These are hard times for anti-corruption campaigners, and harder still in Africa where activists face harassment and sometimes death. According to United Nations and World Bank estimates, corruption and transfer pricing cost Africa more than $150bn a year.
Michela Wrong’s compelling book, It’s Our Turn to Eat, charts the career of a doughty opponent of this corruption: Kenyan anti-graft campaigner, John Githongo. By describing Githongo’s efforts, Wrong explains the mechanics of corruption within government and business circles and why so much western development policy in Kenya fails.
Wrong, a veteran reporter and former correspondent for the Financial Times, has known Githongo since both were journalists in Nairobi more than a decade ago. Githongo branched into civic activism and in January 2003, days after Kenya’s opposition promised to clean up government and won the general election, he was appointed permanent secretary of governance and ethics .
Outgoing President Daniel arap Moi presided over two decades of state larceny and repression. To cheers at his inauguration, new president Mwai Kibaki proclaimed: “Corruption would now cease to be a way of life in Kenya.”
Wrong’s narrative is part political thriller, part African morality tale. For a generation of Kenyans, she explains, Githongo’s appointment seemed the harbinger of sweeping change.
In fact, Githongo lasted just two years as Kenya’s anti-corruption tsar. After ministerial colleagues sabotaged his investigations and Kibaki declined to back him, Githongo fled Kenya. In February 2005, he turned up on Wrong’s doorstep in London with a taxi-load of suitcases. So began his self-imposed exile.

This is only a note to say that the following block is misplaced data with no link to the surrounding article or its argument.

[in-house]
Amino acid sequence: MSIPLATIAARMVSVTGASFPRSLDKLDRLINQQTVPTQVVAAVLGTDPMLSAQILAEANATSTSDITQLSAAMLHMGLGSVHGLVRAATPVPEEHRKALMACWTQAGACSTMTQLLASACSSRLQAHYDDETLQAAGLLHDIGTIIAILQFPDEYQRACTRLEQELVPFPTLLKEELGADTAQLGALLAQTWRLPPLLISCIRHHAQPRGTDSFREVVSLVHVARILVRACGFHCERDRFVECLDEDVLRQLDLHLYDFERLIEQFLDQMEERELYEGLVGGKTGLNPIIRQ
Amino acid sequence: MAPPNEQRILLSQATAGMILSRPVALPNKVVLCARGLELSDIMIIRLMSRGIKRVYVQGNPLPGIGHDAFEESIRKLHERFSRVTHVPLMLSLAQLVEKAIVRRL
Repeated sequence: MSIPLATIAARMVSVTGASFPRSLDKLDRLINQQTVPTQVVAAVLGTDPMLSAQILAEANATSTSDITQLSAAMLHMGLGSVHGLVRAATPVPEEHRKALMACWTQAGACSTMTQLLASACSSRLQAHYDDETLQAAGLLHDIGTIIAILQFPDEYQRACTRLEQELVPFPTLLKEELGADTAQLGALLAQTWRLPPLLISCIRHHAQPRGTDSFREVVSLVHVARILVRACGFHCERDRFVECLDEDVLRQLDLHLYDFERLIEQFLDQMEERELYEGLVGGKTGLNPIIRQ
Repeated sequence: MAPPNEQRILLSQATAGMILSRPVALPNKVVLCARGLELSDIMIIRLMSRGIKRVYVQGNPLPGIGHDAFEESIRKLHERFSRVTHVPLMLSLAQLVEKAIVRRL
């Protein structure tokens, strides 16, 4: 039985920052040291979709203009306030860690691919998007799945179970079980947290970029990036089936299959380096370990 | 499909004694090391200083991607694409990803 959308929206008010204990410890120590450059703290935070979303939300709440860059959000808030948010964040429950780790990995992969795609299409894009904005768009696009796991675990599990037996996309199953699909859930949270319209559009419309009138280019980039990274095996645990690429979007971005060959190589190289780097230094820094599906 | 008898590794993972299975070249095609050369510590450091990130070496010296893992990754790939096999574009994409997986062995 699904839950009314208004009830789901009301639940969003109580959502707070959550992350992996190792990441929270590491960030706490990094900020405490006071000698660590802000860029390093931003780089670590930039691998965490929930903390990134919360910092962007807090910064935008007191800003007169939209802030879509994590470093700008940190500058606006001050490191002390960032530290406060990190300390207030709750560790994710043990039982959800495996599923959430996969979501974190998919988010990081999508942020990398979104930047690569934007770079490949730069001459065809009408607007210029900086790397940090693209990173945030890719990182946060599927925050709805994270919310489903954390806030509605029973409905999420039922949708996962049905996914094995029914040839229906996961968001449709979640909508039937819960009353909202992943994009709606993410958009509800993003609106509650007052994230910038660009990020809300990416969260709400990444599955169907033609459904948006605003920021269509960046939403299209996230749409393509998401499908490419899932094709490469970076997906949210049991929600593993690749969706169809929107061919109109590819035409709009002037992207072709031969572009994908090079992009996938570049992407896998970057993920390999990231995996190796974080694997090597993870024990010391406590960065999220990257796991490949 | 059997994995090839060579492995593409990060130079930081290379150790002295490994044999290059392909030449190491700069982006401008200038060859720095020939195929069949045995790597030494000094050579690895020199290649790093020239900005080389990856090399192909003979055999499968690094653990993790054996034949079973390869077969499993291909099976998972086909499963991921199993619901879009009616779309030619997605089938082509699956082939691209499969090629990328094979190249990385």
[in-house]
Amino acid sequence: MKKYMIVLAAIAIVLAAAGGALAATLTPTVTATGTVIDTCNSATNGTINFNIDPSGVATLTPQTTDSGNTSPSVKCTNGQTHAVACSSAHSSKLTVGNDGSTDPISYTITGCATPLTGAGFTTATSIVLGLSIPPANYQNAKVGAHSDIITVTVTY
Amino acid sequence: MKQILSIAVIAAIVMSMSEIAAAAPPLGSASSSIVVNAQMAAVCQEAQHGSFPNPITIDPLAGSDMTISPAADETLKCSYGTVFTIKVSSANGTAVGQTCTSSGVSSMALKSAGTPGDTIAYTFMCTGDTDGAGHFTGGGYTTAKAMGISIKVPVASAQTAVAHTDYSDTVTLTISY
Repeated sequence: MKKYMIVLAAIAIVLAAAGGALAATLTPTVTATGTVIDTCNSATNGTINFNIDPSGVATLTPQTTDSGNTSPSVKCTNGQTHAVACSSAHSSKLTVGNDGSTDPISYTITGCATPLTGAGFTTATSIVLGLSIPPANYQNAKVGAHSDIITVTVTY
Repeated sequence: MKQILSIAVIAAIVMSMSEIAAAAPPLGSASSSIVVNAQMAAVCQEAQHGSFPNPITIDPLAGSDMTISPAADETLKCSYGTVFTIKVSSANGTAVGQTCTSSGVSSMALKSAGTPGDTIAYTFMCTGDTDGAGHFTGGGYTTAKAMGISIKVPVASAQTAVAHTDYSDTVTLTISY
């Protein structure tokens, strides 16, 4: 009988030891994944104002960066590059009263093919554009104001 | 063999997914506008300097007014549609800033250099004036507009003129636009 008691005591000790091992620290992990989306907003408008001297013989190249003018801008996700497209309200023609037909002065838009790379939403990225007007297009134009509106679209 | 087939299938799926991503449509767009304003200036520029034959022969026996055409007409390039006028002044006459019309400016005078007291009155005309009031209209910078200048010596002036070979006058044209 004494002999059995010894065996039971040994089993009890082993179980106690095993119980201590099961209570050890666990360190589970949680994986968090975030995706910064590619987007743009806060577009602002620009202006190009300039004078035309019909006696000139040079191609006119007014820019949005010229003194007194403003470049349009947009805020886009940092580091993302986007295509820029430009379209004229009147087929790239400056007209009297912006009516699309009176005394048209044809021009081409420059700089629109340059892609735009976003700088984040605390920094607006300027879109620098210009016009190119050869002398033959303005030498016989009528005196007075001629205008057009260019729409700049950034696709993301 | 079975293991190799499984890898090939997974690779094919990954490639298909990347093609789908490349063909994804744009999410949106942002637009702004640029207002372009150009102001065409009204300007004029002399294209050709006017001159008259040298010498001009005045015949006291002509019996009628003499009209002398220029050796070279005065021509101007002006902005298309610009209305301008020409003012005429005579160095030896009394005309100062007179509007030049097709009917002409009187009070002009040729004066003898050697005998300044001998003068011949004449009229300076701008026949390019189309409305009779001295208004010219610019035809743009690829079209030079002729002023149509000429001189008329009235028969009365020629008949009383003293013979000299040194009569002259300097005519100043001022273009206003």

“These ministers, my closest colleagues, sat there and told me to my face that they, they were the ones doing the stealing,” Githongo told Wrong. “Once they said that, I knew I had to go.”
Githongo brought with him hours of secret recordings of encounters with Kenyan ministers. At first they delicately suggested that he should take less interest in the government’s costly security contracts; later a number accused him of betraying the Kikuyu elite into which he was born. Eventually, a nervous colleague warned Githongo of plans to kill him if his investigations persisted.
Wrong expertly fills in the social backdrop to this story, from the hearth of the liberal Githongo family in Kikuyuland to the air-conditioned offices of Nairobi’s cyber-generation.
Just hours after Githongo arrived in London, Wrong herself faxed Githongo’s resignation letter to State House, Nairobi. Her visitor instantly became an international news story.
Githongo worked through his revelations – secret tapes of ministers admitting to kickbacks and lucrative commissions on contracts that would never reach fruition. Wrong realised she was sitting on an African Watergate. She resisted the reporter’s impulse to extract a scoop from her hounded visitor. Instead, she urged Githongo to keep quiet, lodge the tapes with a lawyer and restart his life.
Githongo, however, was determined to go public. He got a fellowship at Oxford University and invited journalists from Kenya’s Daily Nation for a briefing. The result was the “Githongo dossier” – two weeks of headlines that ruined the Kenyan government’s reputation.
Even Kibaki was unable to brazen it out and sacked three ministers – though he reinstated two of them 18 months later.
The Githongo affair did more than highlight Kenyan corruption, however. Wrong explains that it also emphasised the weakness of western and international financial institutions working in Kenya. Only a few chose to speak out. Sir Edward Clay, Britain’s former High Commissioner in Kenya, was one who did so – much to the embarrassment of Whitehall, which sought to justify increasing its aid.
Wrong ultimately concludes that Githongo’s attempt to bring down the corruption system was “magnificently foolhardy”. He remains undaunted, however. Since former opposition leader Raila Odinga joined a coalition with his rival Kibaki in 2008, Githongo is now trying to build a pan-ethnic organisation for change at the grassroots.
Patrick Smith is editor of Africa Confidential
Fourth Estate £12.99, 354 pages
FT Bookshop price: £10.39